Although they are often mistaken for members of the Secret Service, or FBI when working, The DSS maintains its own elite tactical unit, the Mobile Security Division, or MSD. Sometimes referred to as "The Ninjas," the MSD consists of Department of State employees of the DSS who usually respond to crises in foreign countries. The MSD is a mobile, on-call-24-hours force trained to respond to increased threats or critical security needs at an embassy, provide additional security, and provide immediate response to a security-related incident. These highly trained, heavily armed agents augment dignitary protection and security operations. The MSD has been thrown in the middle of hostage situations, coups, civil wars and aftermaths of terrorist attacks. The MSD also conducts training of embassy guards overseas, engages in security for chiefs of mission, surveillance detection operations, and assistance with post evacuations.

The MSD currently composed of eleven-six man teams of agents, and operates out of a small office in Dunn Loring, Virginia that acts as both MSD headquarters and staging area prior to deployments. These teams of operators can be used to form several different types of specialty teams. They can form Mobile Training Teams (MTT) that conduct training for local police, local security guards, USMC Marine Security Guards, and Foreign Service Officers. In addition MSD has developed a comprehensive training module for surveillance detection techniques. The MSD has also developed a training syllabus for chemical/biological warfare that will be included in overseas training and will also be taught to appropriate domestic personnel.

MSD operators may also be used to form Security Support Teams that deploy when there is an immediate security threat, such as an attack on a US embassy, or a threat has been made against a US ambassador. SSTs are capable of deploying within hours of receiving their orders. MSD is also capable of forming small six-man counter assault teams known as Tactical Support Teams (TST). TSTs are deployed in situations where there is an increased risk to the subject being protected. Rarely seen in public, they were apparently established in the early 1990s. In a rare public appearance, escorting Sec. of State Madeline Albright during the screening of Shakespeare in Love, TST agents disembarked from a black Ford Explorer, dressed head to toe in black, with soft high-top shoes and night vision goggles, bristling with a menacing arsenal of submachine guns.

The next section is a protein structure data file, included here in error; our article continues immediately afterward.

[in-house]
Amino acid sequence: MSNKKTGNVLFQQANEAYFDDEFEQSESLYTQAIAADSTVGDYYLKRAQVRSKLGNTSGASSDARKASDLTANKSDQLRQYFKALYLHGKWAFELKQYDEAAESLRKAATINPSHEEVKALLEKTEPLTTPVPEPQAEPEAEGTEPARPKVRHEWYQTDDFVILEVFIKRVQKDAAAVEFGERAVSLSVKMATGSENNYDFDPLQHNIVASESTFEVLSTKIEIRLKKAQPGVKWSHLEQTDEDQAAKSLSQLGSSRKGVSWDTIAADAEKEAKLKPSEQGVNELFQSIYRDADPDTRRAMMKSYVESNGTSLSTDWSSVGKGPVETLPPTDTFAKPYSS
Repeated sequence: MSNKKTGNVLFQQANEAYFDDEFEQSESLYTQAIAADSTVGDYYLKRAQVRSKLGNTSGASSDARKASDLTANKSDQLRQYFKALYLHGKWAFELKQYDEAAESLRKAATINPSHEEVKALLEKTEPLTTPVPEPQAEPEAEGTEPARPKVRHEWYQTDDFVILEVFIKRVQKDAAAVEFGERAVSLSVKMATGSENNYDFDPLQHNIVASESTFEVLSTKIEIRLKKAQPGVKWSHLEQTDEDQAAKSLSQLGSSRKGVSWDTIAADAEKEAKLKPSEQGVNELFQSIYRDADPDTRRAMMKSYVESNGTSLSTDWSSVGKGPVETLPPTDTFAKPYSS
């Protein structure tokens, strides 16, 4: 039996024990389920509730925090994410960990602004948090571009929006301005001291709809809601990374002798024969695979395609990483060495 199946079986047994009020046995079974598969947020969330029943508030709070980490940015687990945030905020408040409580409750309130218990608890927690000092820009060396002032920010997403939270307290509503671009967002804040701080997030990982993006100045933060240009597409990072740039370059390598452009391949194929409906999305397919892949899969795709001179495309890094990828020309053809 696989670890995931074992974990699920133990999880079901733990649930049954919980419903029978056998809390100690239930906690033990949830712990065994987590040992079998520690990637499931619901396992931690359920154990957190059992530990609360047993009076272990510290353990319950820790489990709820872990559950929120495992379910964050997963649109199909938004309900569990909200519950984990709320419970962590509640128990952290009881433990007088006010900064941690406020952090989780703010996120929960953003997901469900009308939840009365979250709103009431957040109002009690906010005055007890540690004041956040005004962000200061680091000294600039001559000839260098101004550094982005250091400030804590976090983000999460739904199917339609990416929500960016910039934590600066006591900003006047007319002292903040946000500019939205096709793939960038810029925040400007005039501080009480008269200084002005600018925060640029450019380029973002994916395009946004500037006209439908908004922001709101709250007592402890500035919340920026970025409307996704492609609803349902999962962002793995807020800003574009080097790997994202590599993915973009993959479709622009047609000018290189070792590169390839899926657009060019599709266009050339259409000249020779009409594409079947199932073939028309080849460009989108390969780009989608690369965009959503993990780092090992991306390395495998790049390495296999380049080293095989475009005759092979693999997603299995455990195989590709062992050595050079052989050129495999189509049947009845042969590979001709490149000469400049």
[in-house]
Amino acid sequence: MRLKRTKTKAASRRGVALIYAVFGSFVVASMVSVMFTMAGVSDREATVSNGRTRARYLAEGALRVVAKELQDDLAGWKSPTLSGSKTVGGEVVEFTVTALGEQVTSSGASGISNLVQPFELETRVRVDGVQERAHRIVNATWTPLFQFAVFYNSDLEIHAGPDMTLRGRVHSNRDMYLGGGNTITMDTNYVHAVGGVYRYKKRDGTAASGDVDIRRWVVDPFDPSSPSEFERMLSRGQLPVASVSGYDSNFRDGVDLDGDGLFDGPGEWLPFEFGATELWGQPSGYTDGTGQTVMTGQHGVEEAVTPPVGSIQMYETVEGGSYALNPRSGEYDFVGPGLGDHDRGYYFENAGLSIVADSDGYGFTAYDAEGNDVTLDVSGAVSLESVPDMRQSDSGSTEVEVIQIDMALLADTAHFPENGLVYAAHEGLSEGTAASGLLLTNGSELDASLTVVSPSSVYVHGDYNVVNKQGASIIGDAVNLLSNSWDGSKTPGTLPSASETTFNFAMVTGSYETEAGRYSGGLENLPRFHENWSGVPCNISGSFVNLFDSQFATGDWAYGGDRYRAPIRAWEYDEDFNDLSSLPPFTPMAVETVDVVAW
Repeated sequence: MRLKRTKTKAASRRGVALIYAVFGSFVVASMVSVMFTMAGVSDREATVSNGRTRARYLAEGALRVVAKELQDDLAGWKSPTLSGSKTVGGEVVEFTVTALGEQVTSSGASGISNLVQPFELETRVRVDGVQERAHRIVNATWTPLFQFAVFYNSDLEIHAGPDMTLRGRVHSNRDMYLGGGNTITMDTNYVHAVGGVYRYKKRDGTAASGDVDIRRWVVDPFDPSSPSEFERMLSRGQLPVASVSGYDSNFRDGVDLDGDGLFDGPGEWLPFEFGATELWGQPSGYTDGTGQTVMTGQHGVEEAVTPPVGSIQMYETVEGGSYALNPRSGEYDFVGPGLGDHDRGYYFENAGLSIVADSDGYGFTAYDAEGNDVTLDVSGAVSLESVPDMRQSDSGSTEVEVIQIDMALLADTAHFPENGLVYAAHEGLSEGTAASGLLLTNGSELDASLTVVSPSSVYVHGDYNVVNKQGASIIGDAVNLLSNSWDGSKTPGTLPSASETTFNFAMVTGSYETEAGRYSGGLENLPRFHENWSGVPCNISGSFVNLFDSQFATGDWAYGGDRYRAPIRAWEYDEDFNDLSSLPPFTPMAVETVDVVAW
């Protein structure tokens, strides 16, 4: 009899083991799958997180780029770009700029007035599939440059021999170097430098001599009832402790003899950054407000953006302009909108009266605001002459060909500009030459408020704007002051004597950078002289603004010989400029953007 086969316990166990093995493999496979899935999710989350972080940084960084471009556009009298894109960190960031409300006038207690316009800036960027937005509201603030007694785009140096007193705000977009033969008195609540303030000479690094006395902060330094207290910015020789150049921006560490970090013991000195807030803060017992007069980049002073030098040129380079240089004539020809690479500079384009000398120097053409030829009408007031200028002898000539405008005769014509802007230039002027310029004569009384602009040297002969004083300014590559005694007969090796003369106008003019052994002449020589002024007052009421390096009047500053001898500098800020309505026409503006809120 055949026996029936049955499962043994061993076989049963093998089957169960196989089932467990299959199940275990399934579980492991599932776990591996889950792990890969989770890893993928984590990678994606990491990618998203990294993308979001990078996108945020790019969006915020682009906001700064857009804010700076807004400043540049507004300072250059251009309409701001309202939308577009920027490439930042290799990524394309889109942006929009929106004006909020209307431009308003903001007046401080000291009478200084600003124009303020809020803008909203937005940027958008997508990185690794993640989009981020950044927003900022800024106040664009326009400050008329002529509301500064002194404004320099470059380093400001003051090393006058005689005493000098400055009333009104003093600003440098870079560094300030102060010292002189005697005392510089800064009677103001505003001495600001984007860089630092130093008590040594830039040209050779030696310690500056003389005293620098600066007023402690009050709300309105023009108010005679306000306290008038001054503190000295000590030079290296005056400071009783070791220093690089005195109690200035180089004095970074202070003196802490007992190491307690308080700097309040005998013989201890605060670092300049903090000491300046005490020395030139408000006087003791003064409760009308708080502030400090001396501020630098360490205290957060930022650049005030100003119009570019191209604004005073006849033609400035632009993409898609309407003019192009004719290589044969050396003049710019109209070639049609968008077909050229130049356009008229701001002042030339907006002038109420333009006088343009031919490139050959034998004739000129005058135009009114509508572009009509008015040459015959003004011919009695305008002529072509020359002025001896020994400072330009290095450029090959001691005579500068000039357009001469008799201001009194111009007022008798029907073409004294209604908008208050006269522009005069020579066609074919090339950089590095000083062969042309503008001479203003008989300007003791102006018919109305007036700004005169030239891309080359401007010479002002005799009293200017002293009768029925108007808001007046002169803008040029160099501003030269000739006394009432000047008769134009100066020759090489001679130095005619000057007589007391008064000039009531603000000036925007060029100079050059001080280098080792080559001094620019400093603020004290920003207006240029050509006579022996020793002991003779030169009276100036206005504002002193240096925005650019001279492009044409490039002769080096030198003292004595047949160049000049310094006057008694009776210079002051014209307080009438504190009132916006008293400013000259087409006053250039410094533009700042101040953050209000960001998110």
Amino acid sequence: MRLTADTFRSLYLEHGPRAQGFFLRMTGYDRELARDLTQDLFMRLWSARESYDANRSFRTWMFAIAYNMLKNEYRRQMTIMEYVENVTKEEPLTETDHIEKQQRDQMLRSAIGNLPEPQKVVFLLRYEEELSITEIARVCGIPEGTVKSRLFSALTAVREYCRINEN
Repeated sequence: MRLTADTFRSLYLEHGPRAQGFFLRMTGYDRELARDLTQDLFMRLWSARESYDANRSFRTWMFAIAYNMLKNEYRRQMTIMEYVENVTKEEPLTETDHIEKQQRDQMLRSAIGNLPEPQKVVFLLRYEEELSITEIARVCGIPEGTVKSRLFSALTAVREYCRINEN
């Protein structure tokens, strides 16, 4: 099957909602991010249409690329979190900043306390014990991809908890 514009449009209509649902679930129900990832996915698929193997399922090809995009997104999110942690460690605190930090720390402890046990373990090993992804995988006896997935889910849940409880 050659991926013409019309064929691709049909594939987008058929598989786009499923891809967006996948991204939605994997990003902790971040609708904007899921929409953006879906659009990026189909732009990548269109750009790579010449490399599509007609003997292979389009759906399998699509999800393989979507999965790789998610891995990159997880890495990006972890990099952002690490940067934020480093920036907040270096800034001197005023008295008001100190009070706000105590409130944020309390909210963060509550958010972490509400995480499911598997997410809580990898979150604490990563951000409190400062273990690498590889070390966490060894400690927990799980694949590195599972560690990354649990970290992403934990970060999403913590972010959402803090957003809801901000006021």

Enjoy the real success with 640-553 iins and MB2-422 for the latest 70-351. Also prepare for next level with quality 70-643 questions and answers of 70-529.

MSD operates closely with other law enforcement agencies. For example, on visits to the UN headquarters in New York, they co-operate with the NYPD's Emergency Service (ESU). In the past, the DS has cooperated with the Secret Service, USMC FAST teams, foreign police forces, the FBI, and various other federal agencies.

The DSS took part in the arrest of World Trade Center bombing suspect, Ramzi Ahmed Yousef, in Pakistan, as well as responding to the bombing of US barracks in Dhahran, Saudi Arabia in June of 1996. The MSD has been posted to such high-risk locations as Bosnia and Liberia to assist in securing US installations there. The MSD was also deployed to Tanzania and Kenya in the aftermath of the US Embassy bombings in the capitals of those two countries in August 1998. Within twelve hours of the bombing, MSD security support teams were reinforcing the embassy Marine Security Guard detachments in both countries. Two weeks later, teams of MP-5 armed DSS agents, took part in the arrest of suspected terrorists connected with the bombings. DSS agents accompanied the suspects on the flight back to the US. DSS agents have also been extremely active in the former Republic of Yugoslavia. After one such visit a MSD operator was an award for valor, for his part in saving the life of a Bosnian woman who had been wounded by a sniper.